Recurrent BSIs are common in VLBW infants with IF. Gram positive bacteria were most commonly identified in these infants.
Short bowel syndrome; Bloodstream infections; Late onset sepsis; Very low birth weight; Nutrition; Intestinal failure
We sought to determine the incidence of necrotizing enterocolitis (NEC) and spontaneous intestinal perforation (SIP) in surviving extremely low-birth-weight (ELBW, <1000 g birth weight) infants and to establish the impact of NEC on outcomes by hospital discharge and at 18 to 22 months adjusted age in a large, contemporary, population-based practice.
Hospital outcome data for all ELBW infants born in the greater Cincinnati region from 1998 to 2009 were extracted from the National Institute of Child Health Neonatal Research Network Database. Neurodevelopmental outcome at 18 to 22 months was assessed using Bayley Scales of Infant Development-II scores for Mental Developmental Index and Psychomotor Developmental Index. Multivariable logistic regression was used and adjusted odds ratios reported to control for confounders.
From 1998 to 2009, ELBW infants accounted for 0.5% of the 352 176 live-born infants in greater Cincinnati. The incidence of NEC was 12%, with a 50% case-fatality rate. Death before discharge, morbid complications of prematurity and neurodevelopmental impairment were all increased among infants diagnosed with NEC. Infants with surgical NEC and SIP had a higher incidence of death, but long-term neurodevelopmental outcomes were not different comparing surviving ELBW infants with medical NEC, surgical NEC and SIP.
Although ELBW infants comprise a very small proportion of live-born infants, those who develop NEC and SIP are at an increased risk for death, morbid complications of prematurity and neurodevelopmental impairment. No significant differences in neurodevelopmental outcomes were observed between the medical and surgical NEC and SIP groups.
necrotizing enterocolitis; extremely low-birth-weight; neurodevelopmental outcome; Bayley scales of infant development
Necrotizing enterocolitis (NEC) is one of the most critical morbidities in preterm infants. The incidence of NEC is 7% in very-low-birth-weight infants, and its mortality is 15 to 30%. Infants who survive NEC have various complications, such as nosocomial infection, malnutrition, growth failure, bronchopulmonary dysplasia, retinopathy of prematurity, and neurodevelopmental delays. The most important etiology in the pathogenesis of NEC is structural and immunological intestinal immaturity. In preterm infants with immature gastrointestinal tracts, development of NEC may be associated with a variety of factors, such as colonization with pathogenic bacteria, secondary ischemia, genetic polymorphisms conferring NEC susceptibility, anemia with red blood cell transfusion, and sensitization to cow milk proteins. To date, a variety of preventive strategies has been accepted or attempted in clinical practice with regard to the pathogenesis of NEC. These strategies include the use of breast feeding, various feeding strategies, probiotics, prebiotics, glutamine and arginine, and lactoferrin. There is substantial evidence for the efficacy of breast feeding and the use of probiotics in infants with birth weights above 1,000 g, and these strategies are commonly used in clinical practice. Other preventive strategies, however, require further research to establish their effect on NEC.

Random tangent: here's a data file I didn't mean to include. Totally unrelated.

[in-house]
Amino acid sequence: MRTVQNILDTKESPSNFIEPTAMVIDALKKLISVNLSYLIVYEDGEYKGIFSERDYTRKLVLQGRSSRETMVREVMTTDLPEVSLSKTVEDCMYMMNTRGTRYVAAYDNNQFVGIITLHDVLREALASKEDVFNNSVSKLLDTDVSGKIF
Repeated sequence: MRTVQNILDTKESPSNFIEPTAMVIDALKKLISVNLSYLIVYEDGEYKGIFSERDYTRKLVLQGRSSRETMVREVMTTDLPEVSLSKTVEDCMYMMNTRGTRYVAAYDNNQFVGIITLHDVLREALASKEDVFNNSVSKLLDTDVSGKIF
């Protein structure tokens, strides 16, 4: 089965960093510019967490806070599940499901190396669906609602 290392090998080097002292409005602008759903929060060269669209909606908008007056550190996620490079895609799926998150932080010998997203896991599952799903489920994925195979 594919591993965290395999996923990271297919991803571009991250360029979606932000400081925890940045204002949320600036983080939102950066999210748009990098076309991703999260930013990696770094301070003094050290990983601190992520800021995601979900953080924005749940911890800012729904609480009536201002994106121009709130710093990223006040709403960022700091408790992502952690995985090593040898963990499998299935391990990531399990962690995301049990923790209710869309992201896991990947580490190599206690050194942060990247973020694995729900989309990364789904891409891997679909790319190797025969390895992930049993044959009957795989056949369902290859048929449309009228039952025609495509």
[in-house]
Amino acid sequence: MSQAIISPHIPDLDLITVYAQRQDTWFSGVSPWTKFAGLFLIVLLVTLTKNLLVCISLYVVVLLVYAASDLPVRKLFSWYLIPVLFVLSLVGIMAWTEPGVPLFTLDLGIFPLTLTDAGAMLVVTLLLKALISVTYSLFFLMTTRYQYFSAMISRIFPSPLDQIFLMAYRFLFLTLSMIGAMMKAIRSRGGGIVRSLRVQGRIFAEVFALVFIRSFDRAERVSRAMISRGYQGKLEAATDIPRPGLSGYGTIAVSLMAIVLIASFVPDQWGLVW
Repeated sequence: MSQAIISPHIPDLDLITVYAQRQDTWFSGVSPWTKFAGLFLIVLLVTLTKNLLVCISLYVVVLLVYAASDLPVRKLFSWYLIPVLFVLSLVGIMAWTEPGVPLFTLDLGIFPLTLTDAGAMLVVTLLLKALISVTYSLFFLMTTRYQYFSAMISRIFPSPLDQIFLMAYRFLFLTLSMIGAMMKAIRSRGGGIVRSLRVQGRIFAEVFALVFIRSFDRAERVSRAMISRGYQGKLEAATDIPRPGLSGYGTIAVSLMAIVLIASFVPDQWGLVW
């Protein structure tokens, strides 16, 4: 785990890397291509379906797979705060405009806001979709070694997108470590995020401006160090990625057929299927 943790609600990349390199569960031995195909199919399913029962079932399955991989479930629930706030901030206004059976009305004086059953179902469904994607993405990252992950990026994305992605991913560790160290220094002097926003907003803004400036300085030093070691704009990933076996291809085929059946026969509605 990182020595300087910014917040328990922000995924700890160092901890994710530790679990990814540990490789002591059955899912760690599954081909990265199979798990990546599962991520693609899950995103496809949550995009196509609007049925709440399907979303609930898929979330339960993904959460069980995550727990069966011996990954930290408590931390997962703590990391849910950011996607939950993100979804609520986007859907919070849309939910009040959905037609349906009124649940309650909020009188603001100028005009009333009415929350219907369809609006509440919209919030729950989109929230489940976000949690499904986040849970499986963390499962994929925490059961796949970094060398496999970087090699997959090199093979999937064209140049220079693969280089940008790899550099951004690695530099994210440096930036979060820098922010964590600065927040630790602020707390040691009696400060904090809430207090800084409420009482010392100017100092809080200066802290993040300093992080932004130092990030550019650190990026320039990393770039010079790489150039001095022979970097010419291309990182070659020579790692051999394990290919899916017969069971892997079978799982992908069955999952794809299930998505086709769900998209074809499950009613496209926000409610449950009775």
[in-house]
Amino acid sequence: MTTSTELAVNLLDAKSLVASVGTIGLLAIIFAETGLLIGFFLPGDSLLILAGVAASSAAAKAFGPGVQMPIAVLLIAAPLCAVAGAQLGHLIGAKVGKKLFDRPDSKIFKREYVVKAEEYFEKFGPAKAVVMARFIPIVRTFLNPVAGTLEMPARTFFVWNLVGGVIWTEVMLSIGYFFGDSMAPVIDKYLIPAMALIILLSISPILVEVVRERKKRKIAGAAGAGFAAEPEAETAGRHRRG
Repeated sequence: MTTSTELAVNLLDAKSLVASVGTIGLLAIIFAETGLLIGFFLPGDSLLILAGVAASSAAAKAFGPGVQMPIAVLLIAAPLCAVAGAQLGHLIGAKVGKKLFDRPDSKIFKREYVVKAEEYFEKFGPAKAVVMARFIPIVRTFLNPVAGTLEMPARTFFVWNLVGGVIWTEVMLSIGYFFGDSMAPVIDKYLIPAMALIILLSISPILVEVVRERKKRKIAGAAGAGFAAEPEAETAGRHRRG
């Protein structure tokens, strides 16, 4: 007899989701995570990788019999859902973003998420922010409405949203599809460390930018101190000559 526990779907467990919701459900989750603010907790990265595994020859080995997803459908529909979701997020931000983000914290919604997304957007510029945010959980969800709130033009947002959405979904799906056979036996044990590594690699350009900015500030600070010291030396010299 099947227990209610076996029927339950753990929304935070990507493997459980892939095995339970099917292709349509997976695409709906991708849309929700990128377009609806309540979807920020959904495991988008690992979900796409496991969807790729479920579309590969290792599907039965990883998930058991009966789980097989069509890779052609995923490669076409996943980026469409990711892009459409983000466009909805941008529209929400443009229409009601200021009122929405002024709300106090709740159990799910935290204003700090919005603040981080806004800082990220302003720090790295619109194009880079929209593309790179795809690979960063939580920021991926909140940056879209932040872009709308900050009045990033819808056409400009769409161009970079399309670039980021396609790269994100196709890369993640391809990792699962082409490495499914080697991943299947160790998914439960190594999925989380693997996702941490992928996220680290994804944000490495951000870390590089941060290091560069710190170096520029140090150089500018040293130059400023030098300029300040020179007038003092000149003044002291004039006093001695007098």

Necrotizing enterocolitis; Infant; Premature; Pathogenesis; Prevention
Infants who survive advanced necrotizing enterocolitis (NEC) at the time of birth are at increased risk of having poor long term physiological and neurodevelopmental growth. The economic implications of the long term morbidity in these children have not been studied to date. This paper compares the long term healthcare costs beyond the initial hospitalization period incurred by medical and surgical NEC survivors with that of matched controls without a diagnosis of NEC during birth hospitalization.
The longitudinal healthcare utilization claim files of infants born between January 2002 and December 2003 and enrolled in the Texas Medicaid fee-for-service program were used for this research. Propensity scoring was used to match infants diagnosed with NEC during birth hospitalization to infants without a diagnosis of NEC on the basis of gender, race, prematurity, extremely low birth weight status and presence of any major birth defects. The Medicaid paid all-inclusive healthcare costs for the period from 6 months to 3 years of age among children in the medical NEC, surgical NEC and matched control groups were evaluated descriptively, and in a generalized linear regression framework in order to model the impact of NEC over time and by birth weight.
Two hundred fifty NEC survivors (73 with surgical NEC) and 2,909 matched controls were available for follow-up. Medical NEC infants incurred significantly higher healthcare costs than matched controls between 6–12 months of age (mean incremental cost = US$ 5,112 per infant). No significant difference in healthcare costs between medical NEC infants and matched controls was seen after 12 months. Surgical NEC survivors incurred healthcare costs that were consistently higher than that of matched controls through 36 months of age. The mean incremental healthcare costs of surgical NEC infants compared to matched controls between 6–12, 12–24 and 24–36 months of age were US$ 18,274, 14,067 (p < 0.01) and 8,501 (p = 0.06) per infant per six month period, respectively. These incremental costs were found to vary between sub-groups of infants born with birth weight < 1,000g versus ≥ 1,000g (p < 0.05).